Chocolate. Who doesn’t love this mysterious confection that’s the basis of so many delicious treats and desserts? I like chocolate enough to have invested in an organic chocolate food startup years ago, not to mention the various forms of chocolate I enjoy every week, from candy bars and chocolate cake to hot cocoa. Chocolate has chemical characteristics too, notably theobromine, caffeine, phenylethylamine (PEA), and anandamide, all of which help our brains find chocolate tasty and enjoyable.
When the Denver Museum of Nature & Science announced that after the departure of its poisons exhibit [which we visited and enjoyed: The Power of Poison at the DMNS] it would replace it with an exhibition about the history of chocolate, to open on Valentine’s Day weekend, of course I was interested!
Last Saturday, Feb 13 my 12yo K- and I headed to the museum with her pal A- joining us and plans to meet up with a group of friends who also happen to be museum junkies!
Unlike the excellent Sherlock Holmes exhibit, “Chocolate The Exhibition: A Delicious History” doesn’t require a separate admission ticket and there was no queue or waiting time involved. The reason became clear after we entered the exhibition space: it’s considerably more modest in scope and size, really focused on the history of chocolate, particularly the Mayan and Aztec history with cacao, a fairly modest bean that grows in small football sized pods on cacao trees, deep in the jungle:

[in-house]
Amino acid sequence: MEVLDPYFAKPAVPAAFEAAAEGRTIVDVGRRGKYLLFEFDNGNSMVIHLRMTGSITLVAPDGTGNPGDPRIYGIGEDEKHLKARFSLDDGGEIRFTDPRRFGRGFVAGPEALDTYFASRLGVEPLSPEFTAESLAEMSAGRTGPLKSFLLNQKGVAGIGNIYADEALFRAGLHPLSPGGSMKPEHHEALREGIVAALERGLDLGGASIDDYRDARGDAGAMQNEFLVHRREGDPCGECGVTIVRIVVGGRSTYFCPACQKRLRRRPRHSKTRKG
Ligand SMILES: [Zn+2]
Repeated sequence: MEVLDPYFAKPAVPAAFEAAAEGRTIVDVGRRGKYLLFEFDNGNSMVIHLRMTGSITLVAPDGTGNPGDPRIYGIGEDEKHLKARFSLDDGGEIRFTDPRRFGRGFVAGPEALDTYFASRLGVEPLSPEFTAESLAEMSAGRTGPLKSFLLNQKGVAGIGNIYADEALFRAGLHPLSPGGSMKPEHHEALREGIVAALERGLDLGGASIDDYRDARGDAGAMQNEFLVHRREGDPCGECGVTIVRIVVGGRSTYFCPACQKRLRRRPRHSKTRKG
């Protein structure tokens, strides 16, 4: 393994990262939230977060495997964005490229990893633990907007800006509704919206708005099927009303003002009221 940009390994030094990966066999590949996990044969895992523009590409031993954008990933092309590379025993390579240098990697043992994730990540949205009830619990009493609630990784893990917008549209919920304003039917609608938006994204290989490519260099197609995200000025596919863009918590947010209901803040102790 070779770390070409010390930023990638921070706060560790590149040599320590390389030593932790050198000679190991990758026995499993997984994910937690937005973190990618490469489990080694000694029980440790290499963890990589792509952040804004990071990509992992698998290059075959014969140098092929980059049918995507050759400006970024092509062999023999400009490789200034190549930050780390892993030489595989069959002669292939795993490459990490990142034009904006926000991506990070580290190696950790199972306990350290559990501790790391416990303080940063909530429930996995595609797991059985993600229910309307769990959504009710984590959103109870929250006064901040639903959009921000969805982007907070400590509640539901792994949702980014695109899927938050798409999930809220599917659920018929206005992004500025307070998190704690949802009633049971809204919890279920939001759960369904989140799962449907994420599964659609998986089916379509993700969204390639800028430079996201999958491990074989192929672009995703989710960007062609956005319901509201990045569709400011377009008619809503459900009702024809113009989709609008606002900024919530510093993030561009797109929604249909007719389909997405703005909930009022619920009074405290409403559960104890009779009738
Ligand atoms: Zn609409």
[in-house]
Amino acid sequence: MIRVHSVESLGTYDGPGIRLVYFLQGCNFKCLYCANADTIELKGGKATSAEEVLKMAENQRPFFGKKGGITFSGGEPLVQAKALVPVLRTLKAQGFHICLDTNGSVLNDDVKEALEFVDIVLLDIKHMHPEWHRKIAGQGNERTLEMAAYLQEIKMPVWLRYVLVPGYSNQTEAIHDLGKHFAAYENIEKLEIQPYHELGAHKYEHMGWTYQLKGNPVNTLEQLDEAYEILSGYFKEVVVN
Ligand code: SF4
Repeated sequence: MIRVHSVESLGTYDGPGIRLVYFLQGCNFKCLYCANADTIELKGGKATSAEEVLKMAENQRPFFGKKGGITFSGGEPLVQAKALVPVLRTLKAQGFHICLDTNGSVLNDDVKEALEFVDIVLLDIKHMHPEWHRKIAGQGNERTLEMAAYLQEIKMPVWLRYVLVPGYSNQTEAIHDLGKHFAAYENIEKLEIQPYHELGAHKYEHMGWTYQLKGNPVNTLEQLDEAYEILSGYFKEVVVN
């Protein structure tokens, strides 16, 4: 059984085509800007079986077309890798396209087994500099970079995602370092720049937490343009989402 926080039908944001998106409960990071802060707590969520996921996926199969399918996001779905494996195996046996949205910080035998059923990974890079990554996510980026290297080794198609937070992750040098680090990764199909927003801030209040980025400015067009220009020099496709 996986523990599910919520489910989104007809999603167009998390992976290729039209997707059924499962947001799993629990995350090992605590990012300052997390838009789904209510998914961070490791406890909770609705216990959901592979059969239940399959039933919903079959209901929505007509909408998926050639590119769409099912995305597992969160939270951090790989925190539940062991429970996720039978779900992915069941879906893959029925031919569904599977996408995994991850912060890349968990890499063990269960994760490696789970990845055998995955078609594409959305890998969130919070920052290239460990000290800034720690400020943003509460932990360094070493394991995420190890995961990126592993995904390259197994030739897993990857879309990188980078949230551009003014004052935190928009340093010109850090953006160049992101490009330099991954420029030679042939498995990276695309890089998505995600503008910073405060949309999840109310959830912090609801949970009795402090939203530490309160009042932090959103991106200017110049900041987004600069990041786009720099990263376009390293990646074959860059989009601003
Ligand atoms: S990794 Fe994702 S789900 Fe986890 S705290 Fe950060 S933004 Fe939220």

In fact, the first Chocolate House didn’t open in London until 1657 and within 50 years there were over 2,000 chocolate houses in London alone.
In a fine example of unintended consequences, the rise of chocolate as a beverage created a huge demand for sugar as a sweetener, which pushed much exploration and exploitation of cheap labor (read “slaves”) throughout the developing world. This meant that sugar was a hugely profitable import business and exploitation was the order of the day, as this display forcibly highlights:
As a life-long fan of Cadbury chocolate, I was impressed to learn that founder William Cadbury led a protest against the slave labor required to harvest cacao, threatening to boycott supplies with poor working conditions in a public letter published in 1907. In 1910 Cadbury led a multinational boycott of these plantations, leading among other things to the US Congress banning cacao shown to be the product of slave labor from these plantations.
Chocolate as a powdered drink — Ovaltine, Nestlés Quik, etc — showed up in the early 1800s as inventors kept fiddling with recipes to create the quality and taste of the powdered drinking chocolate — cocoa — while making it easier to dissolve in milk. Then there was a positive explosion of companies offering cocoa in metal tins, particularly around the turn of the 20th century:
Milk and powered cocoa was popular for decades prior to the arrival of milk chocolate. In fact, milk chocolate didn’t appear until 1875, when chocolate maker Daniel Peter teamed up with Henri Nestlé to create chocolate with condensed milk which allowed chocolate makers to use less cacao and made the confection sweeter and smoother. A win-win that dominates the chocolate market to this day.